Archive for September, 2009

Regional Movements Towards Marriage Equality

September 27, 2009

I recently spent a week lecturing and meeting with lawyers and financial planners in Boston, New York, Baltimore, Philadelphia, and Washington D.C., and it is evident that the evolving legal protections for same-sex couples are especially complicated in these multi-state regions.  In Massachusetts, the key issue is whether or not all out-of-state partnerships and civil unions will be fully recognized, as equivalent to legally-recognized marriages.  In New York, out-of-state marriages are being recognized in most instances, though in some arenas (probate and tax regulation, most notably) there is no clear legal guidance, and it is remains unclear if civil unions or domestic partnerships will be recognized as marriage-equivalents.

An even more dynamic landscape is emerging in the multi-state region of Maryland, D.C., Virginia, Delaware and New Jersey.   The District of Columbia grants domestic partnership status and recognizes out-of-state marriages for “state-law” purposes, but cannot offer federal recognition at this time — and may or may not authorize marriages to take place there.  Not surprisingly, there are couples who work in D.C., live in Virginia, and own property in Maryland — and it is going to take many years for the precise legal rules to be developed.  Maryland’s activists are hoping that their Attorney General will issue a ruling extending recognition to out-of-state marriages and partnerships, but it remains uncertain when, or even if this will happen.

Couples in these regions need to be especially careful in making decisions about marrying or registering, and when making decisions about parentage, property acquisition, and financial obligations — and they need to make a special effort to seek out legal and tax professionals who have a solid understanding of these legal complexities!

Lessons learned from Lavender Law

September 11, 2009

I’m attending this year’s annual LGBT lawyers conference in New York this week, and I’m learning a lot from the sessions.  The most valuable feature of the conference was a day long seminar on family law issues, and not surprisingly,  the current family law landscape is indeed complicated.

One of the most important topics is the issue of portability of parentage rights.  Same-sex couples can achieve legal parentage in several ways: through the presumptions of parentage arising out of the marriage or domestic partnership status of the parents (in recognition states), though a parentage decree from a court (often before the child is even born), or through a conventional step-parent or second-parent adoption by the non-biological or non-legal parent.  While the adoption process is the most complicated and often the most expensive approach, many lawyers believe it is the best route to go, in the long run.  Why is that?  Because if the family (or the biological parent) later moves to a non-recognition state and the couple breaks up, the second parent will be in the best legal position to retain parentage.  It also is the best way to assure that the parent-child relationship will be recognized by the federal government.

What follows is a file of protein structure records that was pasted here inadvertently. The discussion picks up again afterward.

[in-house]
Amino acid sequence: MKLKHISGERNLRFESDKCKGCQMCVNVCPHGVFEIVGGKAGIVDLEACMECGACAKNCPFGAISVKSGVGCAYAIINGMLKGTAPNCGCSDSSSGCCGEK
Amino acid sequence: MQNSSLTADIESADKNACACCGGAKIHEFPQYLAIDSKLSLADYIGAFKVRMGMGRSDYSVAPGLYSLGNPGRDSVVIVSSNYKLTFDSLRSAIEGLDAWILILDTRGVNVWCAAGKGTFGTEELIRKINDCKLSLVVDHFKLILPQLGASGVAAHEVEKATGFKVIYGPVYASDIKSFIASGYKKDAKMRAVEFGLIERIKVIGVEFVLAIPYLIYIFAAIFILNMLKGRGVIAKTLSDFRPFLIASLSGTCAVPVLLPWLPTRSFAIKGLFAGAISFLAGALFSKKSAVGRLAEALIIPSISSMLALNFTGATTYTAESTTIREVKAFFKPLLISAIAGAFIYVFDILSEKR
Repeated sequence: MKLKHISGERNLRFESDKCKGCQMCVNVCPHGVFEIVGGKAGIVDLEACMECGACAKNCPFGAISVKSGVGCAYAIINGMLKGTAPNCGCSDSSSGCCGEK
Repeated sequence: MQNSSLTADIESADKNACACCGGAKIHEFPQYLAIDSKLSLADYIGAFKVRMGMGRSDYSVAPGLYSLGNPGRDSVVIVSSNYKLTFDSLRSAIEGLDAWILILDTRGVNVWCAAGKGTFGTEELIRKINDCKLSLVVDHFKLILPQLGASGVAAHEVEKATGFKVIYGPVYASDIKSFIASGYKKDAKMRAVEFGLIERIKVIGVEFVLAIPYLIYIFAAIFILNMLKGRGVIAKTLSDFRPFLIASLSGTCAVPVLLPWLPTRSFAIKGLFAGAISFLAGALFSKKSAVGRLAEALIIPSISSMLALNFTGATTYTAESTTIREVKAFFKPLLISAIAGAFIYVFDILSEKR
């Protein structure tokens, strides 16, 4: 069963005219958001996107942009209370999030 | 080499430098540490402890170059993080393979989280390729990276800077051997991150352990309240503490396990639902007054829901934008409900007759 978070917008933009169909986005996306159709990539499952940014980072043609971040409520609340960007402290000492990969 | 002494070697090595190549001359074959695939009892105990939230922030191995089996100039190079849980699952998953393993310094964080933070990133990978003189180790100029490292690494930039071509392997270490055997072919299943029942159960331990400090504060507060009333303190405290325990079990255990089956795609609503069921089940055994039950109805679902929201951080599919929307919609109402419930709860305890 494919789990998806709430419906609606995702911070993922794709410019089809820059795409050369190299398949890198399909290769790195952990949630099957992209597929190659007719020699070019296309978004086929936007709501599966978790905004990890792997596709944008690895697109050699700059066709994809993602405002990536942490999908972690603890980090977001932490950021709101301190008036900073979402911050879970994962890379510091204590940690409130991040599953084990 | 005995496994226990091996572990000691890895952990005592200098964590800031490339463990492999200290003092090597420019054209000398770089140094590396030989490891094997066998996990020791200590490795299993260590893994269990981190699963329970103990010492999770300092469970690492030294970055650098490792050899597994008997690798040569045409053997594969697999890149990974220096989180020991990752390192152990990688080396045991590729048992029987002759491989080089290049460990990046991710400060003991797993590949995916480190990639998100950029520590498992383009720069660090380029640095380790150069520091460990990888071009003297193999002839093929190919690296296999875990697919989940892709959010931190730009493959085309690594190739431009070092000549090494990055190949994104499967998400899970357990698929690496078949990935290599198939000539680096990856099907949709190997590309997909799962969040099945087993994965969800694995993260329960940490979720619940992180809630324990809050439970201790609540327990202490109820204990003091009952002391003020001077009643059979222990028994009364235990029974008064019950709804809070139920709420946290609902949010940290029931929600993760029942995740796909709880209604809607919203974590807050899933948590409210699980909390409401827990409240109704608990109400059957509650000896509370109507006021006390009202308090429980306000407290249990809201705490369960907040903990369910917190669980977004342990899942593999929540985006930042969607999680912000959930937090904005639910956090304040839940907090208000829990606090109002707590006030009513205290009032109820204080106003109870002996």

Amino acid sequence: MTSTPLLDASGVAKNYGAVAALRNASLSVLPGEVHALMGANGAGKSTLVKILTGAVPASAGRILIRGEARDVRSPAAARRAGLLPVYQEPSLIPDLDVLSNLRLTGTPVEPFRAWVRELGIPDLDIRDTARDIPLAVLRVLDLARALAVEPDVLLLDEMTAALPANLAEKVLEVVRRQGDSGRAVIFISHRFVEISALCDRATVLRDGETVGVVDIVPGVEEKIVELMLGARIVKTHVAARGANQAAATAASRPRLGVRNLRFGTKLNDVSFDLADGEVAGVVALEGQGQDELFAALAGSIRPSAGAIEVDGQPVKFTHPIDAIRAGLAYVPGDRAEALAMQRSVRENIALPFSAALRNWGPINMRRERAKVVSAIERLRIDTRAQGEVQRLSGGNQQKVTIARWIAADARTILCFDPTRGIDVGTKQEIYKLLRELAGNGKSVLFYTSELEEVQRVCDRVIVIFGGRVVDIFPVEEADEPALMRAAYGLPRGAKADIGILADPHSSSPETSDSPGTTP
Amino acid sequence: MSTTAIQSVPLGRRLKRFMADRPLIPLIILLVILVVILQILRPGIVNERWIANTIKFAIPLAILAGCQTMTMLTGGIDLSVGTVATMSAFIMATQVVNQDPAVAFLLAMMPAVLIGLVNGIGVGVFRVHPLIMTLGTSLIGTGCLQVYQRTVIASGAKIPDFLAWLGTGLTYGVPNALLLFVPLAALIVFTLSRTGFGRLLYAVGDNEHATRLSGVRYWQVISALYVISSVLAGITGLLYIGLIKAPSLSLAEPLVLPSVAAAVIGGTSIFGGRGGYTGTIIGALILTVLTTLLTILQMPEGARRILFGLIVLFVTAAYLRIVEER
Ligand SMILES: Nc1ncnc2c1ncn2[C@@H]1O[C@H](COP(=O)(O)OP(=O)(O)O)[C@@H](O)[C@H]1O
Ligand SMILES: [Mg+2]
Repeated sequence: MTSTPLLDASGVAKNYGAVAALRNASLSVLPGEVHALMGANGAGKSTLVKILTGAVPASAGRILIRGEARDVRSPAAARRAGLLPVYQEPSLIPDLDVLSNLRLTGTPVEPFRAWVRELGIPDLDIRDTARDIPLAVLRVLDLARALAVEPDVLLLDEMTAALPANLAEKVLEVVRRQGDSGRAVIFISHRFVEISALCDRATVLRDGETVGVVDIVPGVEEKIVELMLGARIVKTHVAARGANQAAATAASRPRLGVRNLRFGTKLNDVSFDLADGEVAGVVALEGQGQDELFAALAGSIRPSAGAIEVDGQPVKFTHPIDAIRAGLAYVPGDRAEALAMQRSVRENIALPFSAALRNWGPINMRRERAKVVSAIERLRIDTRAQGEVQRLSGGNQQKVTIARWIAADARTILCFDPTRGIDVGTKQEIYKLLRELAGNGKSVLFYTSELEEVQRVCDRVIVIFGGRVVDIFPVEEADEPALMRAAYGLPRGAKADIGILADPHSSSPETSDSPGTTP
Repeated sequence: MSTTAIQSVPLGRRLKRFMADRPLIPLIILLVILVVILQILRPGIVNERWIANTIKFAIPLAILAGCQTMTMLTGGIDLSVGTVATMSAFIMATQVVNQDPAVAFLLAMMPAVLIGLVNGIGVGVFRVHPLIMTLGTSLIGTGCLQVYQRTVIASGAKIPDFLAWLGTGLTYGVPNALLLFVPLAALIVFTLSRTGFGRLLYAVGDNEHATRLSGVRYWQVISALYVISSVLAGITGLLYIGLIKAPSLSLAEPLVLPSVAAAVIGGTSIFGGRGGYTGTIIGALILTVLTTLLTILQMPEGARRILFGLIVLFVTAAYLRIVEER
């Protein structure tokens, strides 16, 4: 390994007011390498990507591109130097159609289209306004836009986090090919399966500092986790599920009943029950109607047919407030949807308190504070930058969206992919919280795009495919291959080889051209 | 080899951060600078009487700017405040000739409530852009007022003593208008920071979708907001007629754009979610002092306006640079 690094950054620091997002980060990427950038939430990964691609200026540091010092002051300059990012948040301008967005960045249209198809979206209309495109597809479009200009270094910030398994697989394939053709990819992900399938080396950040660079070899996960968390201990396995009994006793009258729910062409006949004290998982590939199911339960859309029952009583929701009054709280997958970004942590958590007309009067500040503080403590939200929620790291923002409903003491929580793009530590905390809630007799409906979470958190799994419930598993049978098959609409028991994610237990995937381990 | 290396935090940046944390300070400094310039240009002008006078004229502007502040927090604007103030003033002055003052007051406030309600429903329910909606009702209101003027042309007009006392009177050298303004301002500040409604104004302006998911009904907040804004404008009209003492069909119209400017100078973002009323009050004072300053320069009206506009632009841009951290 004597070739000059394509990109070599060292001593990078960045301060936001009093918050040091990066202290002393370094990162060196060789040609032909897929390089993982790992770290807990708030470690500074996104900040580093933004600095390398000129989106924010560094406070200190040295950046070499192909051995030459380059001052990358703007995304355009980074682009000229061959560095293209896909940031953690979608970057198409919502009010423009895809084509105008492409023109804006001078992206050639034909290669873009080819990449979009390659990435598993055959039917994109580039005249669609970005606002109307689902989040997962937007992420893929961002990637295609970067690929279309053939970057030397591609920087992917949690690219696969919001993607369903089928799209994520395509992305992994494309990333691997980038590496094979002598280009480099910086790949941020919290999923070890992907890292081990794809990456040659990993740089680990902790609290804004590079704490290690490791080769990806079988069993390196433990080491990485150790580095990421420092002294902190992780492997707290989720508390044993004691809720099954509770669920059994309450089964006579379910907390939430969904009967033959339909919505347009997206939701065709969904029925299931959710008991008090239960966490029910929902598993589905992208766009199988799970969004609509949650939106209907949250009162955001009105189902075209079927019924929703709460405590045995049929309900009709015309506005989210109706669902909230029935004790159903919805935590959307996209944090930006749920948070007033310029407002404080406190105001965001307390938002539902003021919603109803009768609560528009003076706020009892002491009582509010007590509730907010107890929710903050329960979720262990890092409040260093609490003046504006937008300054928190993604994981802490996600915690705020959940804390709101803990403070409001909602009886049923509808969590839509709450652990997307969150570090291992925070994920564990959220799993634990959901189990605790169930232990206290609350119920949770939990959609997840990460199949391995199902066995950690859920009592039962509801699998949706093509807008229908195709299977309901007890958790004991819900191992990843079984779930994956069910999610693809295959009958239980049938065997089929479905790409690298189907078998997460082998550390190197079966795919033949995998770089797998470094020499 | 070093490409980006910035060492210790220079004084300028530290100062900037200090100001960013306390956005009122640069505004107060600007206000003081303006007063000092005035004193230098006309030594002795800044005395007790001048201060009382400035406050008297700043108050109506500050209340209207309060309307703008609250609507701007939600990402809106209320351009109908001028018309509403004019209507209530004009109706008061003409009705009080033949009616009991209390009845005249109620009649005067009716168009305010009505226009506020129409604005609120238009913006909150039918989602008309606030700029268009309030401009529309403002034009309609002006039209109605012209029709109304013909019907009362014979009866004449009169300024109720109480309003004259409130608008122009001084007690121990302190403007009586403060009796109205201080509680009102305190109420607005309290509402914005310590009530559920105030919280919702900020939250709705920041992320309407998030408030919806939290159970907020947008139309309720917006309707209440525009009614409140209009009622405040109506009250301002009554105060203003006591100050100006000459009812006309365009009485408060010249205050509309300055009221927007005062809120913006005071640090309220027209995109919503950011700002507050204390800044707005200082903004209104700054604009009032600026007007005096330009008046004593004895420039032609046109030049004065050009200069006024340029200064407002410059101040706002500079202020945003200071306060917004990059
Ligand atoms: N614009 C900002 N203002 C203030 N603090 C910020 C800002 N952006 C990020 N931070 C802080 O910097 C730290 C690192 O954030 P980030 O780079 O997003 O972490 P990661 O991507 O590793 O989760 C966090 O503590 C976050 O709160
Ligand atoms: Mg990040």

This is one area where no one should do it alone.  Consult with a local lawyer who is familiar with same-sex parenting law, and be sure to inquire about the long-term consequences of the different legal options.  Better to spend a bit more money and time to do it right, to avoid any conflicts or heartache later on.

Possible Changes in Marriage Equality Options

September 5, 2009

The coming six months could lead to dramatic reversals — for better or worse — in the realm of marriage equality and domestic partnership laws in Maine, Washington State, Washington D.C. and California.

In Maine, the recently-opened marriage door could slam shut again.  A referendum on the legislative enactment of marriage is on the November ballot, and marriages are on hold until then.  If the voters reject the legislation, Maine residents will revert to marriage-equivalent civil unions, and not full marriage equality.  Similar battles are being fought now in Washington State, where the referendum on the recently-enacted domestic partnership law is likely to be on the ballot in November as well.  There are challenges to the signature count for the referendum, but unless it is thrown out the November vote will be decisive.  As with Maine, if the voters reject the new law Washington residents will still have marriage-equivalent domestic partnership as an option.  In Washington, D.C., there is a push to legalize full marriage, not just marriage-equivalent registration, but Congress has a say over D.C.’s law so this will be a steep mountain to climb.

In California, an initiative to repeal the anti-marriage Proposition 8 might be on the November 2010 ballot, or maybe not until 2012.  Meanwhile, an independent group (represented by Ted Olson & David Boies) has filed a federal lawsuit to overturn Proposition 8 on federal constitutional groups.  A full scale trial on the issues is scheduled for January, and it could well become the “Scopes Trial” of the marriage equality movement.